NINIAN PARK AND THE PREMIERSHIP – The Chairman confirmed that Cardiff City will make an application for the continued use of the Ninian Park terraces should the club get promoted to the Premiership before the new stadium is completed. Many fans, including myself, have been under the impression that the club would either have to put seats on the Ninian terraces or close them down altogether if promotion was secured, as Premiership rules would preclude their use. However, it seems that the rules regarding all-seated stadiums are the same in both of the top two divisions, and it is therefore possible for City to gain continued special dispensation to use the Ninian terraces provided that work on the new stadium gets underway.
Peter totally dismissed the idea of renting the Millennium Stadium for future Premiership fixtures, and said that both he and Dave Jones were convinced that the atmosphere generated at Ninian Park would be a distinct advantage to City’s players if they got to the top flight. He said the idea of playing against the likes of Chelsea, Manchester United and Liverpool at the Millennium Stadium was quite simply a non-starter. The subject of ticket prices at the new stadium was discussed, and particular attention was paid to the likelihood of increases should the club reach the Premiership. The Chairman outlined his intention to keep prices well within reach of the average supporter, just as he did during his time in charge of Leeds United. He said the club would be looking to significantly increase its revenue from areas such as corporate hospitality and sponsorship at the new stadium as opposed to from drastic ticket price increases.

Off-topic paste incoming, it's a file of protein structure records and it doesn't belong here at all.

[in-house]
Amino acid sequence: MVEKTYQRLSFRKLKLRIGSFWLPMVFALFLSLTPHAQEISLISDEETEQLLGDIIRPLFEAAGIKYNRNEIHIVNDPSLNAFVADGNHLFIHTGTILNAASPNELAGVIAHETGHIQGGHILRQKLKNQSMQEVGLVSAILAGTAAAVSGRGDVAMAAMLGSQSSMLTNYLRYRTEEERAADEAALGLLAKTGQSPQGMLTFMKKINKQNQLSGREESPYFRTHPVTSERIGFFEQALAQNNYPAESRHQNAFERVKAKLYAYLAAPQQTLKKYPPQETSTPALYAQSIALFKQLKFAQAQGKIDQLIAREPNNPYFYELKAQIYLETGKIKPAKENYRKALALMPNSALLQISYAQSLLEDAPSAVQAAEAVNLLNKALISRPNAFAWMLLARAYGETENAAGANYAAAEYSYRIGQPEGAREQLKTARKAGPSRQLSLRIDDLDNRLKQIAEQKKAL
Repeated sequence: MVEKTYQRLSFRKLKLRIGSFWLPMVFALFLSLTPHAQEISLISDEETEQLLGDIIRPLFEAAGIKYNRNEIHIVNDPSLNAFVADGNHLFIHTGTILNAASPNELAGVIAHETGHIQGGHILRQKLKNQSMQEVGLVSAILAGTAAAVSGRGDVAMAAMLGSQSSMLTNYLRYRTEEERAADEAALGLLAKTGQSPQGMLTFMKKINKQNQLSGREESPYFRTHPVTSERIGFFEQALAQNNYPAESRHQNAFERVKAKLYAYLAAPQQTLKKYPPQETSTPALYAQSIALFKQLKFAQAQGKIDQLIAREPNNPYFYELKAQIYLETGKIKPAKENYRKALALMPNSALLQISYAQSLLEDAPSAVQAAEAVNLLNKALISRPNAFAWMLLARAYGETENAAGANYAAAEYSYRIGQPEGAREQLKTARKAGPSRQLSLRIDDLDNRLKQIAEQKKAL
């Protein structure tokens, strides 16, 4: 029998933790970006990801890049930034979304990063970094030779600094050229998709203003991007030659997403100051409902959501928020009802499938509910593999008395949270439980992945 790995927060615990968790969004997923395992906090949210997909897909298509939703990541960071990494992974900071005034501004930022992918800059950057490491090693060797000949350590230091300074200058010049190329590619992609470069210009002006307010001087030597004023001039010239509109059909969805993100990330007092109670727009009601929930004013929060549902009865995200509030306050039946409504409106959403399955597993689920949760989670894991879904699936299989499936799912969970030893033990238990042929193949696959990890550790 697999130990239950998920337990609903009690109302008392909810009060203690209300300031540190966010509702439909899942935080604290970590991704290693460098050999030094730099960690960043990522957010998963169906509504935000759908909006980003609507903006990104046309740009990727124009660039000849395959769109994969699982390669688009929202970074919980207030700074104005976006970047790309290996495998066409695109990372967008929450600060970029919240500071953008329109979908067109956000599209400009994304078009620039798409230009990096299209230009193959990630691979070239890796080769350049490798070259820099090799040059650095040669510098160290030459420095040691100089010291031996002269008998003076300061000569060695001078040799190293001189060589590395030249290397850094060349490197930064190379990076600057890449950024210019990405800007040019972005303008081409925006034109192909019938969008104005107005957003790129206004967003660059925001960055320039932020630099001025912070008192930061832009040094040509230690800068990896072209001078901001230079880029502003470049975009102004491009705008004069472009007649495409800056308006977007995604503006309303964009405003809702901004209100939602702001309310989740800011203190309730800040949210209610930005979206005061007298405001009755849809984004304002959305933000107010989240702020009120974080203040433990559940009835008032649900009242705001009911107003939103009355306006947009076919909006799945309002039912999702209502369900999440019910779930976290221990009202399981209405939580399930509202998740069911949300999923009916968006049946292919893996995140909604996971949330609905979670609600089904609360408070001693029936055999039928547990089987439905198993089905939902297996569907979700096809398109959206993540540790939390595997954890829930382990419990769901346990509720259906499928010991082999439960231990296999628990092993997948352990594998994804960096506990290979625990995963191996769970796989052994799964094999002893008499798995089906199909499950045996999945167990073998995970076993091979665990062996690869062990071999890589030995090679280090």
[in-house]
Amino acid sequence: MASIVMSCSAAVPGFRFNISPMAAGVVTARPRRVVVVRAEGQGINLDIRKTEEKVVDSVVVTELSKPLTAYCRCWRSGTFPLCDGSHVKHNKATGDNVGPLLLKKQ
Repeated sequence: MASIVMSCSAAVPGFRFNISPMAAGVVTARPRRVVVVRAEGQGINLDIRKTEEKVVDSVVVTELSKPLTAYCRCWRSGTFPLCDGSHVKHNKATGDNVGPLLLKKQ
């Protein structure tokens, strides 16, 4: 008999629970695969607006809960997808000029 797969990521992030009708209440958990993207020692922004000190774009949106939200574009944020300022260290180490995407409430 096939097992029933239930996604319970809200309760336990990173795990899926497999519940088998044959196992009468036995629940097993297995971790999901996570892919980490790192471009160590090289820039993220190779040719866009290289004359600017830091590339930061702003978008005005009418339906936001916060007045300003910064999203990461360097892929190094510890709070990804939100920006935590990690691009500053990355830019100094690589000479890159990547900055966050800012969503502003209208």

MASCOTS – Peter talked of his keen desire to market Cardiff City as a family club and indicated that, with that in mind, match day mascots will be returning almost immediately. The Bluebirds will also be looking to have a new club mascot very soon. Exactly what it will be and what it will be named will probably be the subject of a forthcoming competition for the children.
THE CLUB BADGE – The possibility of altering the current club badge to include the words ‘CARDIFF CITY’ instead of ‘BLUEBIRDS’ was discussed briefly, and will be examined shortly by the relevant people at the club.

The Chairman closed the meeting by saying that he and his staff will always welcome suggestions from City’s supporters, and he urged fans to contact the club with their ideas, observations and concerns whenever they feel it necessary to do so.